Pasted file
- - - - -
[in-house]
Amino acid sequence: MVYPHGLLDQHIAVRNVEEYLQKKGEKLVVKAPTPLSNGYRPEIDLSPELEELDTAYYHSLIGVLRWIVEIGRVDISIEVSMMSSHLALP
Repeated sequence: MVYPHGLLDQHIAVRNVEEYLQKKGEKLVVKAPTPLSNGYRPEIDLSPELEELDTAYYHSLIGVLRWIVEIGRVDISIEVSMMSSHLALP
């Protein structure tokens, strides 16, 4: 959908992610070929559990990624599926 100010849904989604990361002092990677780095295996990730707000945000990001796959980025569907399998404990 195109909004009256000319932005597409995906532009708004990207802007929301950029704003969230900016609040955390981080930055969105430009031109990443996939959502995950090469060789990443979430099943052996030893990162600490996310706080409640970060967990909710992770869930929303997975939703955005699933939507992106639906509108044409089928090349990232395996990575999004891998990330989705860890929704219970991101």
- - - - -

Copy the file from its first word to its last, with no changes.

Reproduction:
[in-house]
Amino acid sequence: MVYPHGLLDQHIAVRNVEEYLQKKGEKLVVKAPTPLSNGYRPEIDLSPELEELDTAYYHSLIGVLRWIVEIGRVDISIEVSMMSSHLALP
Repeated sequence: MVYPHGLLDQHIAVRNVEEYLQKKGEKLVVKAPTPLSNGYRPEIDLSPELEELDTAYYHSLIGVLRWIVEIGRVDISIEVSMMSSHLALP
């Protein structure tokens, strides 16, 4: 959908992610070929559990990624599926 100010849904989604990361002092990677780095295996990730707000945000990001796959980025569907399998404990 195109909004009256000319932005597409995906532009708004990207802007929301950029704003969230900016609040955390981080930055969105430009031109990443996939959502995950090469060789990443979430099943052996030893990162600490996310706080409640970060967990909710992770869930929303997975939703955005699933939507992106639906509108044409089928090349990232395996990575999004891998990330989705860890929704219970991101």